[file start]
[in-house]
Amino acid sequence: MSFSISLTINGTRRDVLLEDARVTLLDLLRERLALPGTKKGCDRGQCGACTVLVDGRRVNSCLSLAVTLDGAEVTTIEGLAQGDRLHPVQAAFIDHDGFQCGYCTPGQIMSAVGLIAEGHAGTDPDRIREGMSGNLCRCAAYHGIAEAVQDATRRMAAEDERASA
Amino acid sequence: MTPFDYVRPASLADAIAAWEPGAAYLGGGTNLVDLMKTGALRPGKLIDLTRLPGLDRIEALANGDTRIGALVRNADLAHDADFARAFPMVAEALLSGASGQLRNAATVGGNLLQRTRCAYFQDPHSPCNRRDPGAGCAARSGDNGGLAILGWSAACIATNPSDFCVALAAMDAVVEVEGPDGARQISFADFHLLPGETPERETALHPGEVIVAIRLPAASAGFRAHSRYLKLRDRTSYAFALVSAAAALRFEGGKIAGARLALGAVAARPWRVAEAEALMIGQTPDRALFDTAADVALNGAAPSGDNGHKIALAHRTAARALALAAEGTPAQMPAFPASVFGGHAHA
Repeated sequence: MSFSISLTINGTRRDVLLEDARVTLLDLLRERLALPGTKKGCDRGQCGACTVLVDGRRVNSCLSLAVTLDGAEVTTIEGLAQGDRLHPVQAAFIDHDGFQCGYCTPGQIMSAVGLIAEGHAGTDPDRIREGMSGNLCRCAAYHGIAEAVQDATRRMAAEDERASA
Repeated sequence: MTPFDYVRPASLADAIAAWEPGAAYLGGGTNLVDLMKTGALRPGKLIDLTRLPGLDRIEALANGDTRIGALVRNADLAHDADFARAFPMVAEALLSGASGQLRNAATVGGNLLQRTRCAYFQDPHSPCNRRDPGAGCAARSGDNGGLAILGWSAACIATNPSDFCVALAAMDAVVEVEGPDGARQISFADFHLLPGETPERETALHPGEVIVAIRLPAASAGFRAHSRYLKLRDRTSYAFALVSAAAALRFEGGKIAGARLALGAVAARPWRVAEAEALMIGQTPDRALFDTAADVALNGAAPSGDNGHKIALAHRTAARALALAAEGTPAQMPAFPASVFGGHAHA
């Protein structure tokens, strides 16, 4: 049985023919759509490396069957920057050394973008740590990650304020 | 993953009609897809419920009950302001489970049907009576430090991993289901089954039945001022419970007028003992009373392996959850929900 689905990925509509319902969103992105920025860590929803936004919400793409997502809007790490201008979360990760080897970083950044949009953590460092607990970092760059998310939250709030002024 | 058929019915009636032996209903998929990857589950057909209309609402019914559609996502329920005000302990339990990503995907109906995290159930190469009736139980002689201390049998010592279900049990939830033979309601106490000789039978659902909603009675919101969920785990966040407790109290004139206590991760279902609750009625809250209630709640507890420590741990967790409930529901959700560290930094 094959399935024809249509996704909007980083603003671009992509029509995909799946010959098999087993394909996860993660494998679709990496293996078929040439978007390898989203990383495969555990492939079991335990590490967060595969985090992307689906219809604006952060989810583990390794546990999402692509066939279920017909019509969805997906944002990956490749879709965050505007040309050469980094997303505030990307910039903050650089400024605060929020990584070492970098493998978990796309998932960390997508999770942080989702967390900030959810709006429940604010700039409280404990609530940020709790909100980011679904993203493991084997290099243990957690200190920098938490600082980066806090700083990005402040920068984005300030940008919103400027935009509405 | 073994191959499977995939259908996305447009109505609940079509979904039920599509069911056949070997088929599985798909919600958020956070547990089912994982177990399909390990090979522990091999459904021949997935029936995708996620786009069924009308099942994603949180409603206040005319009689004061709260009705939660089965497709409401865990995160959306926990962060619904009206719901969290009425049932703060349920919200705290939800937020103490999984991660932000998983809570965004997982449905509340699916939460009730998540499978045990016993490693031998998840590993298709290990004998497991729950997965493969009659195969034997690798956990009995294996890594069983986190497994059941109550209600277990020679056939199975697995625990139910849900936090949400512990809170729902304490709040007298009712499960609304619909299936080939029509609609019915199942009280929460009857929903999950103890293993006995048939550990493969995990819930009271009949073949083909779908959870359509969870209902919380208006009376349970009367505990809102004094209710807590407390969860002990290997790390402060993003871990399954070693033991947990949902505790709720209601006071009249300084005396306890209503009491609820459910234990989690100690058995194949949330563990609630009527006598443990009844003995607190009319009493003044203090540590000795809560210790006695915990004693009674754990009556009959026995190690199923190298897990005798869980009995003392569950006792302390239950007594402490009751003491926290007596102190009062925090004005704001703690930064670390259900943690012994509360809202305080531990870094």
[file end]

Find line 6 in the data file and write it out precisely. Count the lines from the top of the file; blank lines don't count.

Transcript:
């Protein structure tokens, strides 16, 4: 049985023919759509490396069957920057050394973008740590990650304020 | 993953009609897809419920009950302001489970049907009576430090991993289901089954039945001022419970007028003992009373392996959850929900 689905990925509509319902969103992105920025860590929803936004919400793409997502809007790490201008979360990760080897970083950044949009953590460092607990970092760059998310939250709030002024 | 058929019915009636032996209903998929990857589950057909209309609402019914559609996502329920005000302990339990990503995907109906995290159930190469009736139980002689201390049998010592279900049990939830033979309601106490000789039978659902909603009675919101969920785990966040407790109290004139206590991760279902609750009625809250209630709640507890420590741990967790409930529901959700560290930094 094959399935024809249509996704909007980083603003671009992509029509995909799946010959098999087993394909996860993660494998679709990496293996078929040439978007390898989203990383495969555990492939079991335990590490967060595969985090992307689906219809604006952060989810583990390794546990999402692509066939279920017909019509969805997906944002990956490749879709965050505007040309050469980094997303505030990307910039903050650089400024605060929020990584070492970098493998978990796309998932960390997508999770942080989702967390900030959810709006429940604010700039409280404990609530940020709790909100980011679904993203493991084997290099243990957690200190920098938490600082980066806090700083990005402040920068984005300030940008919103400027935009509405 | 073994191959499977995939259908996305447009109505609940079509979904039920599509069911056949070997088929599985798909919600958020956070547990089912994982177990399909390990090979522990091999459904021949997935029936995708996620786009069924009308099942994603949180409603206040005319009689004061709260009705939660089965497709409401865990995160959306926990962060619904009206719901969290009425049932703060349920919200705290939800937020103490999984991660932000998983809570965004997982449905509340699916939460009730998540499978045990016993490693031998998840590993298709290990004998497991729950997965493969009659195969034997690798956990009995294996890594069983986190497994059941109550209600277990020679056939199975697995625990139910849900936090949400512990809170729902304490709040007298009712499960609304619909299936080939029509609609019915199942009280929460009857929903999950103890293993006995048939550990493969995990819930009271009949073949083909779908959870359509969870209902919380208006009376349970009367505990809102004094209710807590407390969860002990290997790390402060993003871990399954070693033991947990949902505790709720209601006071009249300084005396306890209503009491609820459910234990989690100690058995194949949330563990609630009527006598443990009844003995607190009319009493003044203090540590000795809560210790006695915990004693009674754990009556009959026995190690199923190298897990005798869980009995003392569950006792302390239950007594402490009751003491926290007596102190009062925090004005704001703690930064670390259900943690012994509360809202305080531990870094």